Street Medicine Reaches People Where They Live

81

ISLAMABAD: One summer evening, on his regular rounds through the streets of Syracuse, NY, David Lehmann, MD, PharmD, came across an unsheltered man in dirty clothes who seemed to be making his bed each night on the pavement where he stood. An exam in the privacy of the medical van revealed a painful, infected boil on the man’s backside.

After some coaxing, Lehmann lanced the infected sore, gave medicine and instructions for care, and handed the man some clean underwear. Pretty standard stuff, he thought.But then, just as they were parting ways, something unexpected happened: The man broke down. “He just melted into my arms and started crying and hugging me.”

Lehmann was taken aback. Just weeks earlier, he had left conventional medical practice to treat people in the streets. He made the jump because he had tired of seeing unsheltered people arrive at the hospital with emergencies that could easily have been avoided with earlier medical treatment.

On this summer night in 2018, far from the safe, clean, well-stocked, air-conditioned medical offices where he had practiced for most of his career, he learned the need was more than purely medical.
“It’s about providing dignity,” says Lehmann, who does his work through an organization called HouseCalls for the Homeless, which he helped start.

“You have to connect with them as human beings. You never know where it’s going to lead. You can be an influence to get people treated and regain their own humanity,” he says.The man with the boil is a case in point. That first encounter was the beginning of a relationship that deepened over time. Today, he has found permanent housing and regular employment and his physical and mental health are much improved.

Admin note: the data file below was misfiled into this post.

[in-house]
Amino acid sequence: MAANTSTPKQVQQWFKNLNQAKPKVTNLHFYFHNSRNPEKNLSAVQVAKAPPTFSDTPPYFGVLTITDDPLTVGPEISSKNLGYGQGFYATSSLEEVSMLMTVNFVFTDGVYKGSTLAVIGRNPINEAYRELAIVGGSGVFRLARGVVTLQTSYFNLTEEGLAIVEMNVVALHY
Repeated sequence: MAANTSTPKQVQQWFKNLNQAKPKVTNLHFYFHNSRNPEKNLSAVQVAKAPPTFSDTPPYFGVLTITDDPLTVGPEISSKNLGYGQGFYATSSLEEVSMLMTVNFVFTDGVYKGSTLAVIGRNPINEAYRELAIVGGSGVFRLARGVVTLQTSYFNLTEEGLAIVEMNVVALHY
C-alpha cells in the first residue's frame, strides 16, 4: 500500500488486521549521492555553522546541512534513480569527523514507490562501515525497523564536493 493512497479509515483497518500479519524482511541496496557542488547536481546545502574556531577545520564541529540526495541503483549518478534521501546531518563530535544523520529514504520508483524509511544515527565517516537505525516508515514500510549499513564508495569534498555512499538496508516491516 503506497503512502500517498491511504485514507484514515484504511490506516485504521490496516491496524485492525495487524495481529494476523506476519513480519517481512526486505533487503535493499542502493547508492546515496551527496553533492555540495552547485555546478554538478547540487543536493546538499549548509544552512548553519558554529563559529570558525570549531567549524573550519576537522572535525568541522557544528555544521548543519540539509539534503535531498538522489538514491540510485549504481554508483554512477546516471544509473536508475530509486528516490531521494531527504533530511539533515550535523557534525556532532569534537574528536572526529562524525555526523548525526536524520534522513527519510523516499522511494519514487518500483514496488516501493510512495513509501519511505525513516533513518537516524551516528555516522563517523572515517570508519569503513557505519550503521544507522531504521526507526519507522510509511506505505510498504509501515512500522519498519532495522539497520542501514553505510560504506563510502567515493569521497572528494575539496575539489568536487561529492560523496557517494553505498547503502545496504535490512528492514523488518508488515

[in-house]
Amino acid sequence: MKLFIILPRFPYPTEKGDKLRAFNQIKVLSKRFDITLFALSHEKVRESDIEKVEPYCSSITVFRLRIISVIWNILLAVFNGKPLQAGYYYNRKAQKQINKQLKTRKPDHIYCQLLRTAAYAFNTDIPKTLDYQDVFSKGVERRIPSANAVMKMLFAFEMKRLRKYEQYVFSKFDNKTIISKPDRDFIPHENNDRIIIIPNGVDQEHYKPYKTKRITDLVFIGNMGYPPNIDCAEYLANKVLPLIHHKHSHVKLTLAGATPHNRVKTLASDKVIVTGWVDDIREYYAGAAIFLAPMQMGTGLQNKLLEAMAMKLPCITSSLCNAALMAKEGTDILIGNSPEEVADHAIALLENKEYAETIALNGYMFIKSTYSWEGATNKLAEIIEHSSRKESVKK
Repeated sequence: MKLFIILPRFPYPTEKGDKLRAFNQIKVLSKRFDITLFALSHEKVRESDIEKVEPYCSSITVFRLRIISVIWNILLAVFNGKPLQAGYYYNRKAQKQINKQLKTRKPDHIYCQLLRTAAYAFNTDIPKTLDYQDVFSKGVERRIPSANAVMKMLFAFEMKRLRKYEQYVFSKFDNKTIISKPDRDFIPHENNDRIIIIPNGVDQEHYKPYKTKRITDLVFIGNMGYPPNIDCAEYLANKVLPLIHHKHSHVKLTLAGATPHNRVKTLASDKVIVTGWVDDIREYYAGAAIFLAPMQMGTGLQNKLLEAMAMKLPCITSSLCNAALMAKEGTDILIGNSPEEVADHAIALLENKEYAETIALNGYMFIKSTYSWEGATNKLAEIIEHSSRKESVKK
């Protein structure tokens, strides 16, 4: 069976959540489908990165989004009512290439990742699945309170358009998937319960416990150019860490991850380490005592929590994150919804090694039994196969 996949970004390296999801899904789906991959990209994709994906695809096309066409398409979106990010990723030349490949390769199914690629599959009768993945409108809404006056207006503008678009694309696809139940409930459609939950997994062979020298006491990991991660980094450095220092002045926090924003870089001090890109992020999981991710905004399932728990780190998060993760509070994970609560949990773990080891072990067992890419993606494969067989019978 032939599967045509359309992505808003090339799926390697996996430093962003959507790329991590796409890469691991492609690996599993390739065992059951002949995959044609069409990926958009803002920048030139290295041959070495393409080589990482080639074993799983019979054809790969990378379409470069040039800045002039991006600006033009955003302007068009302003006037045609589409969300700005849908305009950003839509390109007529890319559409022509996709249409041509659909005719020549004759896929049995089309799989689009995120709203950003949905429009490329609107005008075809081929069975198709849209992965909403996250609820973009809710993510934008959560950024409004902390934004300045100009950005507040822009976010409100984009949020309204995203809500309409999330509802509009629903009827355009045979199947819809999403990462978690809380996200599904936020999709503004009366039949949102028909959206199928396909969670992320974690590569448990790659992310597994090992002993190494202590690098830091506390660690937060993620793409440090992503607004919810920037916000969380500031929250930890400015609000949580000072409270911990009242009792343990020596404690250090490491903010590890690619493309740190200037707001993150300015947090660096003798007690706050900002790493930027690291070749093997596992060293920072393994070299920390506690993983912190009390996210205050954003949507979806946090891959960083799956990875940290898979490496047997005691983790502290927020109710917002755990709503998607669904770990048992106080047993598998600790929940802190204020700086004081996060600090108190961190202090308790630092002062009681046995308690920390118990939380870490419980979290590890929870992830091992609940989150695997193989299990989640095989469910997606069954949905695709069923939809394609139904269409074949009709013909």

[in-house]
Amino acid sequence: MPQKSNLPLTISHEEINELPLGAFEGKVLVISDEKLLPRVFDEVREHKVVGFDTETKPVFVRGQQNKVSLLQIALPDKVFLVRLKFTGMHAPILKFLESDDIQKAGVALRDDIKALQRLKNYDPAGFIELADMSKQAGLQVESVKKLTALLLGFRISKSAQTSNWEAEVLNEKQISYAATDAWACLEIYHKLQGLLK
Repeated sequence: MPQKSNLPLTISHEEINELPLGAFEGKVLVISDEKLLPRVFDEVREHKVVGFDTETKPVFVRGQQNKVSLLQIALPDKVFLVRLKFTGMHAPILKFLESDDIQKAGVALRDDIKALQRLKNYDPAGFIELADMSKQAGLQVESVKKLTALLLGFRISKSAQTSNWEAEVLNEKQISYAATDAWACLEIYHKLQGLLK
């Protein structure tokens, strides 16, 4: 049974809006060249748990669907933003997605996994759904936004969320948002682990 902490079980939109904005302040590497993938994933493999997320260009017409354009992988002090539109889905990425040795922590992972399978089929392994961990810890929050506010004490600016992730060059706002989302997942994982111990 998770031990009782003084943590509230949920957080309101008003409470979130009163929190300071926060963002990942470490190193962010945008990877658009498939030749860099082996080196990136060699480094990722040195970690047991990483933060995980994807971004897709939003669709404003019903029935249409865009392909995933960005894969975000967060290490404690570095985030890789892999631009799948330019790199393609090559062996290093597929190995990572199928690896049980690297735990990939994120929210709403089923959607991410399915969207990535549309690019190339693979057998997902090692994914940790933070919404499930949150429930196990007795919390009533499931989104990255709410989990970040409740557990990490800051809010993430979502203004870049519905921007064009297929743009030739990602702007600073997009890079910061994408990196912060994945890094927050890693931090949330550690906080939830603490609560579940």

A Great Unmet Need
More than half a million people are homeless in any given year in the United States. And an estimated 192,875 of them are sleeping unsheltered on any given night. In Los Angeles County alone, more than 63,000 are homeless, the vast majority unsheltered, with little to no access to health care.

Many don’t get medical care when they need it because of mental health issues, or a lack of resources, or substance misuse, or something as simple as a lack of ID. And the result can be deadly.Death rates for the unsheltered are hard to track, but one JAMA study showed that a group of 445 adults (average age 44) who lived unsheltered in Massachusetts between 2000 and 2009 were 10 times more likely to die during that period compared with similarly aged adults in the general population. The National Health Care for the Homeless Council says that amounts to between 17,500 and 46,500 people without shelter who died just in the year 2018.

It’s an immense problem that often flies under the radar, Lehmann says.
The ‘Father of Street Medicine’
The traditional health care model just doesn’t work for this population, says Jim Withers, MD, who founded the Street Medicine Institute (SMI), which helps expand street medicine globally.
Withers, known as the father of street medicine, began his journey into the field 30 years ago after a patient he had just treated at a Pittsburgh hospital walked out into the streets and, just hours later, froze to death.